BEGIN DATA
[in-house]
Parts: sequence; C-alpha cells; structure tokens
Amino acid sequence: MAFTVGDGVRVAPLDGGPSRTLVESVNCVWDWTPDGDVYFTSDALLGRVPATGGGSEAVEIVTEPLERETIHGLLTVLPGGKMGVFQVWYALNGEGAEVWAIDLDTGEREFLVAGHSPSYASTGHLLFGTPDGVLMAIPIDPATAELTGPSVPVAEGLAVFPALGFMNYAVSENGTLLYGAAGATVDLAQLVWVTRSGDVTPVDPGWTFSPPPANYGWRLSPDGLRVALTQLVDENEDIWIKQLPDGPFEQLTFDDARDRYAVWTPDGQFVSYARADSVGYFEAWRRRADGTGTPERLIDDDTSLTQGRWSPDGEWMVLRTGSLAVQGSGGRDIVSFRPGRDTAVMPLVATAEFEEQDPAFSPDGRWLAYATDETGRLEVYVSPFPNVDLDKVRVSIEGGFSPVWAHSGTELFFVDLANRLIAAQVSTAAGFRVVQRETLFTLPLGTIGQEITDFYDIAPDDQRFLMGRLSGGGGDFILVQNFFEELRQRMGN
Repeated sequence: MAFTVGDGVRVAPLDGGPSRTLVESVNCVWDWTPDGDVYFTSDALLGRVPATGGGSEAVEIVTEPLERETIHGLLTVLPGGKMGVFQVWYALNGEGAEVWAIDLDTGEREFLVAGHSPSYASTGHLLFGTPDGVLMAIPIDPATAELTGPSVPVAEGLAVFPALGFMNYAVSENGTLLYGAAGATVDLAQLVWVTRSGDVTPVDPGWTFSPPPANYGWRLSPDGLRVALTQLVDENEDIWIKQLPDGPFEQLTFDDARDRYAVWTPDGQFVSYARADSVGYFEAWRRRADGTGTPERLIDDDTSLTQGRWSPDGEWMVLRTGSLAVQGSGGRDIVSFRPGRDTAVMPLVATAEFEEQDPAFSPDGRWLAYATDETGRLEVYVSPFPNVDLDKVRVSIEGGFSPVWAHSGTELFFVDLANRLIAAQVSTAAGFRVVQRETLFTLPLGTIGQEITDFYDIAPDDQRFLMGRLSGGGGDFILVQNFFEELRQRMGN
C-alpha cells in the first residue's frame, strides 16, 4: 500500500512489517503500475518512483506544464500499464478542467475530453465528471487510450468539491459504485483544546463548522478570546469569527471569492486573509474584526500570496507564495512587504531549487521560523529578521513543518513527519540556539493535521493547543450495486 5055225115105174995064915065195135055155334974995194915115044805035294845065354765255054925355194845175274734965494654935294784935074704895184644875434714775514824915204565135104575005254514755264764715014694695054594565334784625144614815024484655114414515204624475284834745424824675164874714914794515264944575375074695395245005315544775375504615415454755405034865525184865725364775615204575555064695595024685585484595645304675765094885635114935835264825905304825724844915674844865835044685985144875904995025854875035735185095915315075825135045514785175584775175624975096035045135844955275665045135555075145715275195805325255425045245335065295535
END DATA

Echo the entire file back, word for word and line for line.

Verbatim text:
[in-house]
Parts: sequence; C-alpha cells; structure tokens
Amino acid sequence: MAFTVGDGVRVAPLDGGPSRTLVESVNCVWDWTPDGDVYFTSDALLGRVPATGGGSEAVEIVTEPLERETIHGLLTVLPGGKMGVFQVWYALNGEGAEVWAIDLDTGEREFLVAGHSPSYASTGHLLFGTPDGVLMAIPIDPATAELTGPSVPVAEGLAVFPALGFMNYAVSENGTLLYGAAGATVDLAQLVWVTRSGDVTPVDPGWTFSPPPANYGWRLSPDGLRVALTQLVDENEDIWIKQLPDGPFEQLTFDDARDRYAVWTPDGQFVSYARADSVGYFEAWRRRADGTGTPERLIDDDTSLTQGRWSPDGEWMVLRTGSLAVQGSGGRDIVSFRPGRDTAVMPLVATAEFEEQDPAFSPDGRWLAYATDETGRLEVYVSPFPNVDLDKVRVSIEGGFSPVWAHSGTELFFVDLANRLIAAQVSTAAGFRVVQRETLFTLPLGTIGQEITDFYDIAPDDQRFLMGRLSGGGGDFILVQNFFEELRQRMGN
Repeated sequence: MAFTVGDGVRVAPLDGGPSRTLVESVNCVWDWTPDGDVYFTSDALLGRVPATGGGSEAVEIVTEPLERETIHGLLTVLPGGKMGVFQVWYALNGEGAEVWAIDLDTGEREFLVAGHSPSYASTGHLLFGTPDGVLMAIPIDPATAELTGPSVPVAEGLAVFPALGFMNYAVSENGTLLYGAAGATVDLAQLVWVTRSGDVTPVDPGWTFSPPPANYGWRLSPDGLRVALTQLVDENEDIWIKQLPDGPFEQLTFDDARDRYAVWTPDGQFVSYARADSVGYFEAWRRRADGTGTPERLIDDDTSLTQGRWSPDGEWMVLRTGSLAVQGSGGRDIVSFRPGRDTAVMPLVATAEFEEQDPAFSPDGRWLAYATDETGRLEVYVSPFPNVDLDKVRVSIEGGFSPVWAHSGTELFFVDLANRLIAAQVSTAAGFRVVQRETLFTLPLGTIGQEITDFYDIAPDDQRFLMGRLSGGGGDFILVQNFFEELRQRMGN
C-alpha cells in the first residue's frame, strides 16, 4: 500500500512489517503500475518512483506544464500499464478542467475530453465528471487510450468539491459504485483544546463548522478570546469569527471569492486573509474584526500570496507564495512587504531549487521560523529578521513543518513527519540556539493535521493547543450495486 5055225115105174995064915065195135055155334974995194915115044805035294845065354765255054925355194845175274734965494654935294784935074704895184644875434714775514824915204565135104575005254514755264764715014694695054594565334784625144614815024484655114414515204624475284834745424824675164874714914794515264944575375074695395245005315544775375504615415454755405034865525184865725364775615204575555064695595024685585484595645304675765094885635114935835264825905304825724844915674844865835044685985144875904995025854875035735185095915315075825135045514785175584775175624975096035045135844955275665045135555075145715275195805325255425045245335065295535